(Last updated: 14 July 1999.)
I’ve seen a few situation puzzles that are unsolvable because they’re not really situation puzzles. In high school, for instance, a couple of friends of mine presented me with this situation:
A man walks into a laundromat, pulls an octopus from one of the washing machines, and leaves.
I asked them quite a few questions, as I recall, before discovering that they had made up the situation, had no answer in mind, and were answering “yes” or “no” at random.
There are also story games which appear to be situation puzzles but really aren’t. Knowing the secret to these games means you can’t be the guesser, so stop reading here (and have a friend read the rest of this page) if you want to try them out without knowing how they work.
Tammy R. Franklin provides a game called “What is Queen Anne?” It’s presented as a situation puzzle, with the “situation” being “What is Queen Anne?” Guessers ask yes/no questions as usual. The trick is that the presenter has no answer in mind, merely determining each yes/no answer by the form of the question: when the question has an odd number of syllables (such as “Is Queen Anne a dog?”), the answer is always no, and when the question has an even number of syllables (such as “Is Queen Anne a pink dog?”) then the answer is always yes (or vice versa, depending on the presenter’s preference).
There’s another game called “Psychiatrist” that operates similarly. The It (or Its, if you have more than one person in on the trick) tells the group: “I am an insane person; you are doctors trying to find out the nature of my insanity. To do so, ask me questions which can be answered by ‘yes’ or ‘no’.” It’s a fun game for the It, though it can be kinda frustrating for the people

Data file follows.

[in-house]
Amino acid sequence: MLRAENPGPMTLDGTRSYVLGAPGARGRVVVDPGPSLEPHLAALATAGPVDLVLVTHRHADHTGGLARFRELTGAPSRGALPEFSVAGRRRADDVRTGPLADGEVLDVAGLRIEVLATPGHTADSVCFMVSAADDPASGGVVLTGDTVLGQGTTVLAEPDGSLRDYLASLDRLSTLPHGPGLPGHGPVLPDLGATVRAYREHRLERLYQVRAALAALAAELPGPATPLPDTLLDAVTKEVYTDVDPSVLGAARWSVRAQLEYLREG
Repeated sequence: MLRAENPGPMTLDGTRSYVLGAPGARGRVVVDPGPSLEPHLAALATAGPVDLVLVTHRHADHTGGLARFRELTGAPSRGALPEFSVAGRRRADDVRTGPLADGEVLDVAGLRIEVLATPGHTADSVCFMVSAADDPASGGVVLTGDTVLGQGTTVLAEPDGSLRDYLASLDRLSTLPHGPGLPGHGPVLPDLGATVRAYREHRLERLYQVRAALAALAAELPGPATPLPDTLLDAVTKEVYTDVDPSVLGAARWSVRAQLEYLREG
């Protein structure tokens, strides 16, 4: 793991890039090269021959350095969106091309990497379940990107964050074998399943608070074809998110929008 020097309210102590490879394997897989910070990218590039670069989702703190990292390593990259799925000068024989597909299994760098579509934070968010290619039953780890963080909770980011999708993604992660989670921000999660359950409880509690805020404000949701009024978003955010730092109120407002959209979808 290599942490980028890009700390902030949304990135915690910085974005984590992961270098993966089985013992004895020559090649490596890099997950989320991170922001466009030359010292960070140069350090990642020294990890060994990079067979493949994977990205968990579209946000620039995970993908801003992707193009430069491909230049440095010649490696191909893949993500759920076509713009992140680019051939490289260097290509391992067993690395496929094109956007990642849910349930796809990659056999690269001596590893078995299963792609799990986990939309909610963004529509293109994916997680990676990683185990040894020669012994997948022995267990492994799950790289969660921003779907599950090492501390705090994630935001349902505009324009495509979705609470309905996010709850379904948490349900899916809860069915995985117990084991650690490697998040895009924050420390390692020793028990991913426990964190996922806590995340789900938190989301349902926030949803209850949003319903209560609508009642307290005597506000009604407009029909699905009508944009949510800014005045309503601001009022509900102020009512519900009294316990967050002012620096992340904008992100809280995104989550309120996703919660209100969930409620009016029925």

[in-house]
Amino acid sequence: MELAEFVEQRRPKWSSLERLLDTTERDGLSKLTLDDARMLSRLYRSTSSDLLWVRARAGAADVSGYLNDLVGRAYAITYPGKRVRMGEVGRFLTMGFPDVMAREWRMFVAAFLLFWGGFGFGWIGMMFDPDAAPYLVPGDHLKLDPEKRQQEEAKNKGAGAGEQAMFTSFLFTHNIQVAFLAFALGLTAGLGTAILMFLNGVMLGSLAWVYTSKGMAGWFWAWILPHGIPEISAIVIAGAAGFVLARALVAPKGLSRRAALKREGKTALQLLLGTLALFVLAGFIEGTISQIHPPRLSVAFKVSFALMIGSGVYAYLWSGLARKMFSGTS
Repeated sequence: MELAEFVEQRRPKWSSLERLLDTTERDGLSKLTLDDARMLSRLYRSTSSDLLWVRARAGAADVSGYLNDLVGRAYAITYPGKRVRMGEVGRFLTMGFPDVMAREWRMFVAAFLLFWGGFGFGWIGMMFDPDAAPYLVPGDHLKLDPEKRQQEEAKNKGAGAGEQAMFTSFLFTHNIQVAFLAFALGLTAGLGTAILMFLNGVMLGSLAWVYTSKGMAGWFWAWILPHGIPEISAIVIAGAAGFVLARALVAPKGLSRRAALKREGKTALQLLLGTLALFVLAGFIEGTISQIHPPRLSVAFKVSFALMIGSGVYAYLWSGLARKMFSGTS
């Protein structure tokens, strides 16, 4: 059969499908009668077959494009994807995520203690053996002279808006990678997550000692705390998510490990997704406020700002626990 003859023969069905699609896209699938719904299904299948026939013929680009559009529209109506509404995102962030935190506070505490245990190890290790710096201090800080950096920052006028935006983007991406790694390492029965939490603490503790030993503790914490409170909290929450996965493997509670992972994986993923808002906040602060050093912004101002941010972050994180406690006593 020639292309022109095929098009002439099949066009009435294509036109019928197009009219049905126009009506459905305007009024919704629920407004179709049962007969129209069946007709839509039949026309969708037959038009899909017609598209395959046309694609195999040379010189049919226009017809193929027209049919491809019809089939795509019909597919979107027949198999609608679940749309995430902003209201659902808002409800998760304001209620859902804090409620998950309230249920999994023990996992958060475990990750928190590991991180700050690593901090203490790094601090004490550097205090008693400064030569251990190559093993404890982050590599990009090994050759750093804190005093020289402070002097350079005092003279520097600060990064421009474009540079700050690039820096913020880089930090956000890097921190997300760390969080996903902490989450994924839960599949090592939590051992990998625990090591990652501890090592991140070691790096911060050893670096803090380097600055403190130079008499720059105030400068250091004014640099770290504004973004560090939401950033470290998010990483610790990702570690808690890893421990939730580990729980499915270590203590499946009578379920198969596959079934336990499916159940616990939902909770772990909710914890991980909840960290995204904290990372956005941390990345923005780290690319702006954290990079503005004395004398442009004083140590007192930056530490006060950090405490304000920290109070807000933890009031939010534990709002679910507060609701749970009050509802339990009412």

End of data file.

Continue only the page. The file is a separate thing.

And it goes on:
guessing (and it takes an amazingly long time, usually, considering
how simple the rule is).
Similar to those games is the yes/no story game, which goes like this:
Gather with a group of friends. Ask for a volunteer to try and guess a story, using only yes-or-no questions. When someone volunteers,
have them leave the room so you and the others can “make up a story.”
When the volunteer has left the room, you let everyone else in on the
trick: if the volunteer’s question ends in a vowel (a, e, i, o, u, or y, regardless of how it’s pronounced) or the letter ‘s’, the answer is “yes”; otherwise it’s “no.”
After a suitable interval you call the volunteer back into the room.
They will probably be uncertain how to begin. Have them ask any old
yes/no question (about the story) at all. They will be encouraged
by the fact that everybody gives the same answer — which seems to
indicate that the group really did come up with a real story.
Questions proceed much as in the Queen Anne game. Eventually, the
volunteer gives up, or everyone else can’t keep a straight face any
longer, or people get tired of it and decide to end it…
There are two problems with games of this type:
- You can’t play it more than once with the same group of people,
’cause after you’ve played it once they all know the secret.
- It’s a little mean, and it can be a little frustrating to the
volunteer. When playing such games, be sure that the volunteer is
a good sport and doesn’t mind a little frustration (and especially
doesn’t mind being in a position of not knowing something that everyone
Jed Hartman <firstname.lastname@example.org>